Daniel Craig's Honda CRF250R motorbike, Skyfall


You've seen them on screen, now there's a chance to get a closer look at some iconic vehicles from the James Bond films.

From Roger Moore's submersible Lotus Esprit to Daniel Craig's customised Honda, James Bond fans in the UK have until March 2015 to see the largest official collection of vehicles from the movie series at the London Film Museum's 'Bond in Motion' exhibition. Details are available at londonfilmmuseum.com

1 The opening of the most recent Bond movie, 2012's 'Skyfall', sees Craig and his adversary racing through Turkish streets on Honda CRF250R motorbikes. Twenty heavily modified bikes were used in the filming of the extended chase scene.

2 The 6.0l 450 horesepower Aston Martin V12 Vanquish was introduced in 2001 and was Pierce Brosnan's vehicle of choice the following year in the 20th Bond film, 'Die Another Day'. Unlike the production model, Bond's motor boasted adaptive camouflage capable of making it invisible to pursuers.

3 The display model of the underwater Bath-o-Sub, in which Ernst Stavro Blofeld attempts to escape at the climax of 1971's 'Diamonds are Forever', is one of two made for the film. The other was filled with concrete so it could be swung from a crane by Sean Connery to destroy his nemesis's oil platform headquarters.

4 Little Nellie, the autogyro flown by Connery in 'You Only Live Twice' in 1967, is based on the Wallis WA-116 Agile developed by former RAF Wing Commander Ken Wallis, who actually piloted the aircraft during filming.

5 The first car driven by James Bond on screen may have been a Sunbeam Alpine Series II in 'Dr No', but the Aston Martin DB5, which made its debut in 'Goldfinger', is probably the vehicle most people would associated with 007. Three different DB5s were used in the filming of 'Goldeneye' in 1995 and the car returned for Bond's 2012 50th anniversary in 'Skyfall'.

6 As well as being the official snowmobile brand of the 2002 Olympic Winter Games in Salt Lake City, the MX Z-Rev model of Bombardier's Ski-Doo featured the same year in an Icelandic chase scene in 'Die Another Day'.

7 Moore's Lotus Esprit in 'The Spy Who Loved Me' (1977) is probably best remembered for its ability to transform into a two-person submarine with wheel arches that convert to fins and a roof-mounted periscope, but it also featured cannons that spray cement onto pursuing vehicles. Underwater scenes were filmed using scale miniatures of the sports car and empty body shells with divers inside.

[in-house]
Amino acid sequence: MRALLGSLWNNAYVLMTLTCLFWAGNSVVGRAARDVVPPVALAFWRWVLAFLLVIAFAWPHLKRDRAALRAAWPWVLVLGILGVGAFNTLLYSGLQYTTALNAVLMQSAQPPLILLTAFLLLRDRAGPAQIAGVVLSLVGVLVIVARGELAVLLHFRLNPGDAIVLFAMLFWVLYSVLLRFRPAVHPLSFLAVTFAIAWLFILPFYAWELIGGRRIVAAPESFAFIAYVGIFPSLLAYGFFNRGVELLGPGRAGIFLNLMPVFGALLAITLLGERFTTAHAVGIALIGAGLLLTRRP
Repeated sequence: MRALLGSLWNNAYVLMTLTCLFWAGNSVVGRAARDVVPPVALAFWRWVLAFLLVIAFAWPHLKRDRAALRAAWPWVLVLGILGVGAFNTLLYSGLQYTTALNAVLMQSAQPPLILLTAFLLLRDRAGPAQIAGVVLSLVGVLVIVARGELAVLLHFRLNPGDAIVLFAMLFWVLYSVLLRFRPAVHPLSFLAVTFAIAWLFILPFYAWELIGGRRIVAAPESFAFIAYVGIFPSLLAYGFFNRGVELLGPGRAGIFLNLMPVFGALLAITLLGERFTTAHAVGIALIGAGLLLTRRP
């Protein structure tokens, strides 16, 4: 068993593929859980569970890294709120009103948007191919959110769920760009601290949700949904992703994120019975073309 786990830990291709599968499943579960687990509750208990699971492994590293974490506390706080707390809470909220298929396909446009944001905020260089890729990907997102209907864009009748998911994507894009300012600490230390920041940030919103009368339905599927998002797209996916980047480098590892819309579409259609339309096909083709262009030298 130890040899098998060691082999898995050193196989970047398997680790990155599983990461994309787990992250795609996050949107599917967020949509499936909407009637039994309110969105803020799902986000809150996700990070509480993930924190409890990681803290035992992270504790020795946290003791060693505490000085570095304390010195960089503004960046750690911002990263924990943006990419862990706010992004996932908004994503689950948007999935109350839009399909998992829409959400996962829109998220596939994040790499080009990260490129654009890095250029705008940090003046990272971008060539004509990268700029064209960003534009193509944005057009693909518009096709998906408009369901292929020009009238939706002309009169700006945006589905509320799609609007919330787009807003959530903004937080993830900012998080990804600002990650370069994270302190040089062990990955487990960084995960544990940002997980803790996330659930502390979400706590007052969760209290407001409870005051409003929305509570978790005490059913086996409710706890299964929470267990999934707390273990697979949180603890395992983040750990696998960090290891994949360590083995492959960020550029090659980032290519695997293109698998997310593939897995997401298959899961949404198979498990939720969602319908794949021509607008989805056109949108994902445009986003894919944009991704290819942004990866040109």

8 Bond villains can't give their employees stock company vehicles. In 'Diamonds Are Forever' (1971) the Honda ATC90 three-wheeler bikes that pursue 007 across the desert are customised with dummy antennas and painted green to match the Ford Galaxie cars that their colleagues are driving.

9 Moore takes the back seat of the Rolls-Royce Silver Cloud II when he's chauffeured by ex-Avenger Patrick Macnee in 'A View to a Kill' (1985). Sensibly, the vehicle from which Bond makes a daring underwater escape by breathing air from a tyre was filmed using a replica. The real one was the property of Bond film producer Albert R 'Cubby' Broccoli and had its own parking place at Pinewood Studios.

10 When Brosnan's briefing session early in 'The World is Not Enough' (1999) is interrupted by an attack on MI6 headquarters it's the start of a chase along the Thames during which Bond uses all the gadgetry of the twin-jet 'Q-Boat'.

11 One of the lower-tech gadgets in Bond's arsenal is the crocodile submarine that Moore uses to evade the guards at Octopussy's palace in the eponymous 1983 film. The fibre-glass shell is covered in crocodile skin and has an electric motor, but relies on a stick to open and close its jaws.

12 A 1937 custom-built black and yellow Rolls-Royce Phantom III plays an important part in the 1962 film in which villain Auric Goldfinger smuggles gold to Switzerland by melting it down and incorporating it in the vehicle's bodywork. Bond follows him using the advanced tracking device in his Aston Martin DB5.

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